Before I went to see A Noise Within‘s (ANW) production of Eugene O’Neill‘s Desire Under the Elms, I bought a copy of the play and read it. Though I initially found it difficult to read because of the ambiguous country dialect the characters speak, I found the play to be fascinating. It had all the key ingredients of a good, tragic read: pride, envy, greed, a juicy incestuous love triangle.. I was curious to see how the actors would tackle the difficulty in the unusual vernacular and how the larger-than-life, nearly archetypal Greek characters would be portrayed.
O’Neill goes to great lengths to describe the atmosphere of the play, which is created by the set: an expansive two-story New England farmhouse that is flanked and enveloped by two enormous elms marked by a “sinister maternity in their crushing, jealous absorption.” Award-winning set designer John Iacovelli absolutely took “full advantage of the venue’s height and depth [to create] a fractured version of the Cabot home.” The house looks weary and weighed down by old age and toil, much like the proud, iron-fisted, God-fearing patriarch Ephraim Cabot (William Dennis Hunt). Unfortunately, the eponymous elms took a backseat in the set and because of this, the decaying, sickly atmosphere O’Neill evokes in the play is missing. However, classical violin soloist Endre Balogh managed to capture some of the “stark yet hauntingly beautiful New England landscape that O’Neill continually has his characters refer to” through his fiddle playing character, underscoring the scenes and transitions with his own musical composition.
Jason Dechert was a convincingly “trapped but inwardly unsubdued” Eben, and it seemed as though Eben’s less intelligent half-brothers Simeon (Christopher Fairbanks) and Peter (Stephen Rockewell) had walked off the pages and had come to life. Filling the theater with his commanding presence, Hunt successfully portrayed the hateful but pitiable miser that is Ephraim though Monette Magrath as Ephraim’s cunning young bride Abbie Cabot was wanting. Because she lacked the possessive superiority and sensual lust that characterizes Abbie at the start of the play, her evolution into the love-stricken stepmother and adulterous wife fell flat. The horrific definitive measures she takes at the end of the play to prove her love for Eben did not feel like it came from the twisted mind of a woman dangerously capable of doing anything, whether it was for love or for selfish ulterior motives. It seemed instead that Abbie was simply a lovelorn young wife with a mind clouded by her desperate need to be loved by a man closer to her own age.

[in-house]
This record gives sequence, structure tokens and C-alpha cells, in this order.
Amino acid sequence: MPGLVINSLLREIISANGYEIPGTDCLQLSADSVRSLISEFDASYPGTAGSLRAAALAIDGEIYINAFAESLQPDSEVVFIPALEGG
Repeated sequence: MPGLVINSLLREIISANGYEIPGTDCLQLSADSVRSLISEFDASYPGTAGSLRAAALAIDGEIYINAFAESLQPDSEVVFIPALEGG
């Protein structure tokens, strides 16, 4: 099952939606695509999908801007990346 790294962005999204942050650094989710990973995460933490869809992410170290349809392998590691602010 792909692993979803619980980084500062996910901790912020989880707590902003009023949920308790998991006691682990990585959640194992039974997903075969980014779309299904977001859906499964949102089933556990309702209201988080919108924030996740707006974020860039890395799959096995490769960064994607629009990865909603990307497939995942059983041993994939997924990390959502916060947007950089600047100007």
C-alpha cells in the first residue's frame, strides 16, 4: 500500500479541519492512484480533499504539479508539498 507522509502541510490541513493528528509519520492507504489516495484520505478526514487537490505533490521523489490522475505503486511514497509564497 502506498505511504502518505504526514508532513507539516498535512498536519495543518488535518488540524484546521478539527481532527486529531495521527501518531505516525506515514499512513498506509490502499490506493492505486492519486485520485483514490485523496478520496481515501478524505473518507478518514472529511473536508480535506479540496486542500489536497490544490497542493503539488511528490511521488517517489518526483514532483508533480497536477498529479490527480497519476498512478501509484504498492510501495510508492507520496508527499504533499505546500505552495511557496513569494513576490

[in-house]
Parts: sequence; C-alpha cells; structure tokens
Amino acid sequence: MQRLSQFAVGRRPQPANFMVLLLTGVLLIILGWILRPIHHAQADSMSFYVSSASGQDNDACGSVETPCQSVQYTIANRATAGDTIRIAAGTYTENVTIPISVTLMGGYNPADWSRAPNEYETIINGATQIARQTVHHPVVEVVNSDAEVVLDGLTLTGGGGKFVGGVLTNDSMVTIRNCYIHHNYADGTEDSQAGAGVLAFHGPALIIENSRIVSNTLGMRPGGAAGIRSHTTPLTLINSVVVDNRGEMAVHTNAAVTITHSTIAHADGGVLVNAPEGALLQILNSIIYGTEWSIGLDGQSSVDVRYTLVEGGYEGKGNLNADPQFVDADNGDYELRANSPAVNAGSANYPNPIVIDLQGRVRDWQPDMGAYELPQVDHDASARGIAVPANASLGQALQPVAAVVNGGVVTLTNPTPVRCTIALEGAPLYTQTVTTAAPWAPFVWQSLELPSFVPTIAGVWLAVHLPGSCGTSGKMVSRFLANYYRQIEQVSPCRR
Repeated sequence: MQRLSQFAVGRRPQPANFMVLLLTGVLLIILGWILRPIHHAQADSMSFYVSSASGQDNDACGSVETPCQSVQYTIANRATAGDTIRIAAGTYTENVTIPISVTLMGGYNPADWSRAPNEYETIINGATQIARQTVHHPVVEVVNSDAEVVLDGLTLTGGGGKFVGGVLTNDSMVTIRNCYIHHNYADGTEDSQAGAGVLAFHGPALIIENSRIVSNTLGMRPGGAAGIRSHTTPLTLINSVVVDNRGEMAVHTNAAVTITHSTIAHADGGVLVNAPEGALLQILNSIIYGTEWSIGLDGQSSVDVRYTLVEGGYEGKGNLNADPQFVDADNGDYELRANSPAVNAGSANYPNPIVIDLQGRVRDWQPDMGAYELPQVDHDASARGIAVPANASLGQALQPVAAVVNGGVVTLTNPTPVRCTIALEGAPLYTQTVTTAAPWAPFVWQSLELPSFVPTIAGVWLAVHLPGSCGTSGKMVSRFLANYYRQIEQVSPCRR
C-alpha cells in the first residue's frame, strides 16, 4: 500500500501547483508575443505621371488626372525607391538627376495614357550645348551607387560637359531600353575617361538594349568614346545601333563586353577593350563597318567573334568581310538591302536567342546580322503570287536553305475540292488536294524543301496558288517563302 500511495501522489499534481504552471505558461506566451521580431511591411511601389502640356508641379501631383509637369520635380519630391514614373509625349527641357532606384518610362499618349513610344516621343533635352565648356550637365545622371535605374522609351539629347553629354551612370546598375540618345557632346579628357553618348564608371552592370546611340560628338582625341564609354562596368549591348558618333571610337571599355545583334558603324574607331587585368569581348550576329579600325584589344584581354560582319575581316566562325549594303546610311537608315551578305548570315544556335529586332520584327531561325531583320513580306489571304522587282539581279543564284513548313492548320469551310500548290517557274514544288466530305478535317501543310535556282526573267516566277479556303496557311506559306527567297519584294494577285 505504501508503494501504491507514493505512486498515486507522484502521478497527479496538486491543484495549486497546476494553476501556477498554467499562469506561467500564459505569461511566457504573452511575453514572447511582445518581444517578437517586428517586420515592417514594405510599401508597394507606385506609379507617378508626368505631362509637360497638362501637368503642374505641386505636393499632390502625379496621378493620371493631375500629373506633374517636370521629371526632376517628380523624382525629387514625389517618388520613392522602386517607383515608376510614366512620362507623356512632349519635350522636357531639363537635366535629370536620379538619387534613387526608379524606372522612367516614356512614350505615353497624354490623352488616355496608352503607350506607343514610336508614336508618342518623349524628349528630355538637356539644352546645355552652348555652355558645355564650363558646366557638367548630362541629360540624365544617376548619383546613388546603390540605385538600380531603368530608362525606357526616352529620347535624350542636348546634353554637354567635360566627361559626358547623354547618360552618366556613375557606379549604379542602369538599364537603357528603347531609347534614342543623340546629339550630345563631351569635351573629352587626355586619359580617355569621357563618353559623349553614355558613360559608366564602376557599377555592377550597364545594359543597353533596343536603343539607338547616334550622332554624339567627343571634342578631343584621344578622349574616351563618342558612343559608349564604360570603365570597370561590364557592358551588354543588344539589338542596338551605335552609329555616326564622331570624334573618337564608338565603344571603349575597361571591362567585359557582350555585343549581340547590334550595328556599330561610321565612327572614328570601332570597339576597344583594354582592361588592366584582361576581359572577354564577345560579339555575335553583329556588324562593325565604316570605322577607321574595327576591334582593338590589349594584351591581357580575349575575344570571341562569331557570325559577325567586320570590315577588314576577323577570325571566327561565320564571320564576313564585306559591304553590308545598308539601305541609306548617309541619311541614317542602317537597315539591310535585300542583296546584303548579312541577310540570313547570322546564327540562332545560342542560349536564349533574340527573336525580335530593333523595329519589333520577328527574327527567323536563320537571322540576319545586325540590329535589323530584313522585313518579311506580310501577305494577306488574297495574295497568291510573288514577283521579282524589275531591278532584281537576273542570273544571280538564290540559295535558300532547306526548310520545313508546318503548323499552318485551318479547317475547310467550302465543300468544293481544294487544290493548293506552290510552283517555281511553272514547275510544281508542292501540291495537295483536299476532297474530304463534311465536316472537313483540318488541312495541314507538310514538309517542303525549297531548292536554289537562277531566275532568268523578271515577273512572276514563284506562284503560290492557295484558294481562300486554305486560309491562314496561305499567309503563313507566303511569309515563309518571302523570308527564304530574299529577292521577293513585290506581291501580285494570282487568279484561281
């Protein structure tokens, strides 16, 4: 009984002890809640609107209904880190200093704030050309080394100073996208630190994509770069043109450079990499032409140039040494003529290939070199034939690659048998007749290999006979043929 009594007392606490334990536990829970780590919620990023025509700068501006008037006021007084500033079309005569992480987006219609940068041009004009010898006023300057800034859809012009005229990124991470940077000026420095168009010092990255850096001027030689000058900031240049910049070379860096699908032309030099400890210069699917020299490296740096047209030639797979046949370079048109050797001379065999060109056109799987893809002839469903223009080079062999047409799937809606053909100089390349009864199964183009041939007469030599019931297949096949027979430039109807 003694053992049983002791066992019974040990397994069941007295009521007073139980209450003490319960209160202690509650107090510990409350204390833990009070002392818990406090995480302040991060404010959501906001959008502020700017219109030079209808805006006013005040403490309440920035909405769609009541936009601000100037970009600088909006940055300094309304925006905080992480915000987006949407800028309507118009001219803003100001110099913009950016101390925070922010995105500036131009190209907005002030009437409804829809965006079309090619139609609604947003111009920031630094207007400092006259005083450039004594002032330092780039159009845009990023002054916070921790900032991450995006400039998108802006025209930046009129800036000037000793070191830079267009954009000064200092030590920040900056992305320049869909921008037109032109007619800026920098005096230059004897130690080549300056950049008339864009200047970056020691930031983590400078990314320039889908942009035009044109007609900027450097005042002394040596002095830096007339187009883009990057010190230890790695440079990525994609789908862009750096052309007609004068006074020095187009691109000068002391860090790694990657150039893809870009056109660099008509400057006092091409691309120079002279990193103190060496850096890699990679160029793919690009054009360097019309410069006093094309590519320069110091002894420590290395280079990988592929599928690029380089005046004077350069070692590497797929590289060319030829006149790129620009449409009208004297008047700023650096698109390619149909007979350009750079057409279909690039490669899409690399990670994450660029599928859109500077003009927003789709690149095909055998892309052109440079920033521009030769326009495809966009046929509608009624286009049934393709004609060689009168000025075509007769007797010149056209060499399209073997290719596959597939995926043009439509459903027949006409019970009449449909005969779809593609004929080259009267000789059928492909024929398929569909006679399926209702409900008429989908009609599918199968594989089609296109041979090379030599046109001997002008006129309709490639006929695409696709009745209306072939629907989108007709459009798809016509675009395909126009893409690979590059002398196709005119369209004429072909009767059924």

Desire Under the Elms is one of six shows celebrating ANW’s inaugural 20th season at its new state-of-the-art Pasadena venue in the former Stuart Pharmaceutical building. As the only year-round classical repertory company in Southern California and one of few companies in the nation dedicated to solely producing classical dramatic literature, ANW’s new location will provide the space to continue its long tradition of presenting and preserving classical theatre to its audiences. Its 2011/2012 season includes productions of Noises Off by Michael Frayn, Anthony and Cleopatra by William Shakespeare, The Illusion by Pierre Corneille, and The Bungler by Molière.
Who: A Noise Within
Where: 3352 E. Foothill Blvd.
Pasadena, CA 91107
Tickets for upcoming shows can be purchased here.